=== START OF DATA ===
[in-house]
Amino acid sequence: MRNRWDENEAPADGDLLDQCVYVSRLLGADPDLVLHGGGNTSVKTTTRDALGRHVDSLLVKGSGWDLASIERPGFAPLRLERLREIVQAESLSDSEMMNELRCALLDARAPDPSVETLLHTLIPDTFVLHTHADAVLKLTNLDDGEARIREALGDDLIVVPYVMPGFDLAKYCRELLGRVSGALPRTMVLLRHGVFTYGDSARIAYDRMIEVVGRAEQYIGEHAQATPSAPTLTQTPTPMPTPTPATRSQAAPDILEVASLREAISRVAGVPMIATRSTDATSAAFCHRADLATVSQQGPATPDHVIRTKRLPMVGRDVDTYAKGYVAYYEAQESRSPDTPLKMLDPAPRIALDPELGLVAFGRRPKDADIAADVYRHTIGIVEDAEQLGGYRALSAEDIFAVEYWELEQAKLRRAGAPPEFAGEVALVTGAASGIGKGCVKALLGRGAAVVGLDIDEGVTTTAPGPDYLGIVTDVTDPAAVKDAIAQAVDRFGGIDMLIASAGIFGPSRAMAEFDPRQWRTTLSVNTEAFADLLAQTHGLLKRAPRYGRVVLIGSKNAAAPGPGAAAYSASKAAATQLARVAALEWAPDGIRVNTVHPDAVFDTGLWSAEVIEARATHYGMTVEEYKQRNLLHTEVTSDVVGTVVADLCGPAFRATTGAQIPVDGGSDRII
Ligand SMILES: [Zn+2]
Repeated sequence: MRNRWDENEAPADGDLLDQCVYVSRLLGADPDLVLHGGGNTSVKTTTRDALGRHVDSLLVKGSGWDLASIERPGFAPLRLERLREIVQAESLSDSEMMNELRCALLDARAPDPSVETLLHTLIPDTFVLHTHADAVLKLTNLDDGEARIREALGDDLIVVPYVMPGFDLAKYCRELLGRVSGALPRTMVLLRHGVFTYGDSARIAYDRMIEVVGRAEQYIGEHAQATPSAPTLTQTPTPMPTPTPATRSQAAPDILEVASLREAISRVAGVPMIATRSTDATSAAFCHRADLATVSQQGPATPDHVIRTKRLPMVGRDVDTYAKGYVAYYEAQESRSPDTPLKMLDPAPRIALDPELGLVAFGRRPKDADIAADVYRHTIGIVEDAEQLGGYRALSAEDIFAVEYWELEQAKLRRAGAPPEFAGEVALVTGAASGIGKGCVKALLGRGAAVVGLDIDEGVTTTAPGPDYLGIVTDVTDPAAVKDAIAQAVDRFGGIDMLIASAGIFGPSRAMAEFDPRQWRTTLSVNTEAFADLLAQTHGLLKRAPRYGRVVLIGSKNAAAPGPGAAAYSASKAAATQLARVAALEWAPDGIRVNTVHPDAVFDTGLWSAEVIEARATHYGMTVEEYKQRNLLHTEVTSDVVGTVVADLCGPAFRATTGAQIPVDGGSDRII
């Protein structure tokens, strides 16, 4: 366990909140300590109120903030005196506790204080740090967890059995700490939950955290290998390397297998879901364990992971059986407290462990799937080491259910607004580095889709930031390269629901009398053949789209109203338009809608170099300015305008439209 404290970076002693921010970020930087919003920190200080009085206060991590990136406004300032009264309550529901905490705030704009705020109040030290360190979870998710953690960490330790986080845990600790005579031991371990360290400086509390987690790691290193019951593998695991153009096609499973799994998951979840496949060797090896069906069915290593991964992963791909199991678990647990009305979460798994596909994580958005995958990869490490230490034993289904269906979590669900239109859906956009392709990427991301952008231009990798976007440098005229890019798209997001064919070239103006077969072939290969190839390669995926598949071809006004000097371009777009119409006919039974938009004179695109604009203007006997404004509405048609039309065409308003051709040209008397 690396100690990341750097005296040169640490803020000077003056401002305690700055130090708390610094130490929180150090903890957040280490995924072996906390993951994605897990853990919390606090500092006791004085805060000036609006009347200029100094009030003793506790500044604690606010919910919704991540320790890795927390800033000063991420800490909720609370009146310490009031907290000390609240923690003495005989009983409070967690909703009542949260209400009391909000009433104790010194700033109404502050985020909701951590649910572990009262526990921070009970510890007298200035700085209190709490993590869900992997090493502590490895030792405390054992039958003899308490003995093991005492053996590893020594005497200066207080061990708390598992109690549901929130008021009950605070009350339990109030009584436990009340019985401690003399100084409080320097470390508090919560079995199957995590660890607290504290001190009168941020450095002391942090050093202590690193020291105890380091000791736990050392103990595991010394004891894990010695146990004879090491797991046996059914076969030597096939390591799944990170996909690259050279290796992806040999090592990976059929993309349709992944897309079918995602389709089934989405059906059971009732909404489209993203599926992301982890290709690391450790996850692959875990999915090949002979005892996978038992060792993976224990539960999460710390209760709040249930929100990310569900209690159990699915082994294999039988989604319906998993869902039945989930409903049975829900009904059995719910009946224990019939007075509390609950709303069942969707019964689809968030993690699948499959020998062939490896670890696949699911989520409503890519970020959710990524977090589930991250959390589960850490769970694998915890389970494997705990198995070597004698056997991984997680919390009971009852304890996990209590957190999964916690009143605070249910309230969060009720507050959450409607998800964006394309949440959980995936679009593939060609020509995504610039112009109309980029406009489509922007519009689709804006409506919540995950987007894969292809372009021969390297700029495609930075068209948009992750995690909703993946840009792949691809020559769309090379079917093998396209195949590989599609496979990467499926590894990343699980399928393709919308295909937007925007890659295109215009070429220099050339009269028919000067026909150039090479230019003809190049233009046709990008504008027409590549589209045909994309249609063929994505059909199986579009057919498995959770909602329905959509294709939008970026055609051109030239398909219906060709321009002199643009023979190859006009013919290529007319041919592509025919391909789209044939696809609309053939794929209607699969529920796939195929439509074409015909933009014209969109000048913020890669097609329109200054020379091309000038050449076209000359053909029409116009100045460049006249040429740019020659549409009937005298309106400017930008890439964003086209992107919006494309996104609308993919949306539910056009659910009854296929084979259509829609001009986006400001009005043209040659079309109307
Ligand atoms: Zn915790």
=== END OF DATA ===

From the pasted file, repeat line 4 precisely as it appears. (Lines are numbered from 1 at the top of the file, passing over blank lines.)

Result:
Repeated sequence: MRNRWDENEAPADGDLLDQCVYVSRLLGADPDLVLHGGGNTSVKTTTRDALGRHVDSLLVKGSGWDLASIERPGFAPLRLERLREIVQAESLSDSEMMNELRCALLDARAPDPSVETLLHTLIPDTFVLHTHADAVLKLTNLDDGEARIREALGDDLIVVPYVMPGFDLAKYCRELLGRVSGALPRTMVLLRHGVFTYGDSARIAYDRMIEVVGRAEQYIGEHAQATPSAPTLTQTPTPMPTPTPATRSQAAPDILEVASLREAISRVAGVPMIATRSTDATSAAFCHRADLATVSQQGPATPDHVIRTKRLPMVGRDVDTYAKGYVAYYEAQESRSPDTPLKMLDPAPRIALDPELGLVAFGRRPKDADIAADVYRHTIGIVEDAEQLGGYRALSAEDIFAVEYWELEQAKLRRAGAPPEFAGEVALVTGAASGIGKGCVKALLGRGAAVVGLDIDEGVTTTAPGPDYLGIVTDVTDPAAVKDAIAQAVDRFGGIDMLIASAGIFGPSRAMAEFDPRQWRTTLSVNTEAFADLLAQTHGLLKRAPRYGRVVLIGSKNAAAPGPGAAAYSASKAAATQLARVAALEWAPDGIRVNTVHPDAVFDTGLWSAEVIEARATHYGMTVEEYKQRNLLHTEVTSDVVGTVVADLCGPAFRATTGAQIPVDGGSDRII